Make your WSL / WSL2 terminal awesome with zsh, oh-my-zsh, nerd-fonts and powerlevel10k

I will explain to you, how to make your “wsl” or “wsl2” terminal just awesome! We’re installing Windows Terminal, which is a nice open-source project of Microsoft. And we’re installing the “zsh” shell, which will replace the default “bash” shell. This allows us to completely change the look and feel of our terminal and also enhance the functionality by installing additional zsh plugins.


Install Windows Terminal

Windows Terminal is a nice open-source project of Microsoft that can replace all your Windows terminals. It’s very powerful and offers a lot of customization features and also productivity features like tabs, tiling windows, and much more.

I followed this project since the preview version and it’s consistently improved by Microsoft’s developers. It’s very easy because you simply install it via the Microsoft Store on Windows.


Install Nerd-Fonts in Windows

To make Windows Terminal able to render the icons we’re using in “zsh” later, we need to install the Nerd-Fonts on our Windows. First, go to the Nerd-Font homepage and select a Font you like. Note that not all of them work well with all zsh themes, you may need to try out different ones. Fonts that work for me are “Anonymice Nerd Font” and “Droid Sans Mono Nerd Font”. Then, extract the archive and install all of the .otf Font files.


Install zsh shell in WSL / WSL2

Now we need to install the “zsh” shell in our wsl or wsl2. You can easily install it in the Ubuntu wsl by using the commands below. If you’re using a different Linux distribution, you may check out the zsh documentation or your package manager documentation.

We will also install oh-my-zsh which is a nice configuration extension to the “zsh” shell. That will allow us to easily customize anything, install a theme, and add plugins later.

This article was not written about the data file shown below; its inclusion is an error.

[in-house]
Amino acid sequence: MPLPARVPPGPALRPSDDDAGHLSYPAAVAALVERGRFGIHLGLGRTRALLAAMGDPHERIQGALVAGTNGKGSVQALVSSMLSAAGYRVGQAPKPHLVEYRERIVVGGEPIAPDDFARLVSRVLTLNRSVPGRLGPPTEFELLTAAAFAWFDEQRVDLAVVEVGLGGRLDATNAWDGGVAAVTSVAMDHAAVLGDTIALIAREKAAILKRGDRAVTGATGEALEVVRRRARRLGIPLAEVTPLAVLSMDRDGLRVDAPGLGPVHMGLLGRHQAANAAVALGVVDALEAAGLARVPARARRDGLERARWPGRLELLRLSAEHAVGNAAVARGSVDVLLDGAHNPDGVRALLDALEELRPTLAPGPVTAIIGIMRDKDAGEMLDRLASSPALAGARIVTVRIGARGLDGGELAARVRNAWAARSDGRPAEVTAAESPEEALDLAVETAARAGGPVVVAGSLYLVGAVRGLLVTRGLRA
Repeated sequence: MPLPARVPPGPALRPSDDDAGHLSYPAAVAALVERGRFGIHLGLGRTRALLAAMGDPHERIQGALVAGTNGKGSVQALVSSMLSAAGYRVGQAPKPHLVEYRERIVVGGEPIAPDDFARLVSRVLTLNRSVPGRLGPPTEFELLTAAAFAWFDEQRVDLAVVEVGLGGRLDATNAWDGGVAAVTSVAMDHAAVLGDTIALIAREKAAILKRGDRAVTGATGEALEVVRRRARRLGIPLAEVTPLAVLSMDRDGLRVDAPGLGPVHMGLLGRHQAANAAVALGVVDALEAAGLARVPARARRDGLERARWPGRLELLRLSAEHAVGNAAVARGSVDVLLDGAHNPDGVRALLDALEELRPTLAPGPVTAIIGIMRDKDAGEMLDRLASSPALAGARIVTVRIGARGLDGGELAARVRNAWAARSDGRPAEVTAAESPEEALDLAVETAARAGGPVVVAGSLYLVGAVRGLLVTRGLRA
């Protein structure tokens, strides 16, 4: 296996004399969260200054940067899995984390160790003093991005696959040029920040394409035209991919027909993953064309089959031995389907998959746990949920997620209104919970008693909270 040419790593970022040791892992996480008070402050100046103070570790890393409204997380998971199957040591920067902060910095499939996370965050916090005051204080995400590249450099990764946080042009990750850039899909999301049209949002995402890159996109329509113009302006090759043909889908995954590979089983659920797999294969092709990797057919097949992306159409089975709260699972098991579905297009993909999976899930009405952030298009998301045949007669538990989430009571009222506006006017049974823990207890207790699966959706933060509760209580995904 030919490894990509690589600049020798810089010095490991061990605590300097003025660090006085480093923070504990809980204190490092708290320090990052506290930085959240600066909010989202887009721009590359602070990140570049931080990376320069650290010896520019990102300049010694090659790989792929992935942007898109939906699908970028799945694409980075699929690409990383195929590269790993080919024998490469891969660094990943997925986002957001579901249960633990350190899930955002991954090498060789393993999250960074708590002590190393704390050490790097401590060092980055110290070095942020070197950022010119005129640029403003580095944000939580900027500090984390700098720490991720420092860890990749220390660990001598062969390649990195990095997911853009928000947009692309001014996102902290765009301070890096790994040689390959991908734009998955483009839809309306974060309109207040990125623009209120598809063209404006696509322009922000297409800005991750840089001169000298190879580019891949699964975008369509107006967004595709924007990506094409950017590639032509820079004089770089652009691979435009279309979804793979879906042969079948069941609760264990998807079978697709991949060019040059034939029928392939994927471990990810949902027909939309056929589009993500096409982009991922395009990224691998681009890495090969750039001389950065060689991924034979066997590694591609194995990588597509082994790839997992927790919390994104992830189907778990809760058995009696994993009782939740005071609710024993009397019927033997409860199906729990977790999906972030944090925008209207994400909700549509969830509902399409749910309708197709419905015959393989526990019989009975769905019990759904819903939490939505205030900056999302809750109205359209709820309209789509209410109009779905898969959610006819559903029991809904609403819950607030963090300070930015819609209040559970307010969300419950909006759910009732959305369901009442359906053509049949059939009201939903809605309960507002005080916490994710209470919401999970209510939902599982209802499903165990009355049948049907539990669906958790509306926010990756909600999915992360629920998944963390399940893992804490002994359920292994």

sudo apt update

sudo apt install zsh -y

sh -c "$(curl -fsSL https://raw.github.com/ohmyzsh/ohmyzsh/master/tools/install.sh)"

Install powerlevel10k zsh theme

Next, we will install the powerlevel10k theme, which really looks nice and offers great customization features. It also has a good configuration wizard that makes it extremely easy to set up the theme for your favorite design.

git clone --depth=1 https://github.com/romkatv/powerlevel10k.git ${ZSH_CUSTOM:-~/.oh-my-zsh/custom}/themes/powerlevel10k

To activate the theme you need to edit your “~/.zshrc” file in your personal folder and replace ZSH_THEME=”robbyrussel” with ZSH_THEME=”powerlevel10k/powerlevel10k”. After the change, you need to close and restart your terminal.


Change Windows Terminal settings to use Nerd-Fonts

Because we want Windows Terminal to be able to render the icons in the powerlevel10k theme correctly, we need to change the Windows Terminal configuration to use the Nerd-Font we’ve downloaded before. Click on “Settings” in the Windows Terminal menu and edit the settings.json file with your favorite text editor.

Find your wsl or wsl2 profile and add the line “fontFace”: “<name-of-your-font>” according to this example:

"list":
    [
        {
            "guid": "{<your-profile-id>}",
            "hidden": false,
            "name": "Ubuntu-20.04",
            "source": "Windows.Terminal.Wsl",
            "fontFace": "<name-of-your-font>"
        }
    ]

Make sure, you’re using the exact name of the font like it’s displayed in the “Font name” section when you open the .otf font file!


Some additional settings in Windows Terminal

The settings.json file of Windows Terminal can be configured with different options. You can change the name, the icon, the default folder, font-size and many other things.

If you want to have a look at the configuration I’m using in my Windows Terminal, you can check out my dotfiles.


How to install or enable plugins in zsh

Example: Auto-suggestion plugin

I found this nice auto-suggestion plugin for the “zsh” shell. Above all, it’s really nice and helps me a lot when working with the Linux terminal. It will suggest you auto-completes based on your command history.

git clone https://github.com/zsh-users/zsh-autosuggestions ${ZSH_CUSTOM:-~/.oh-my-zsh/custom}/plugins/zsh-autosuggestions

Enable the plugins in zsh

To enable the auto-suggestion plugin or any other plugins in “zsh”, edit your “~/.zshrc” file in your personal folder. Simply change the default line plugins=(git) to plugins=(git zsh-autosuggestions <optional-other-plugins>). Of course, replace the <optional-other-plugins> with any other plugins you want to enable.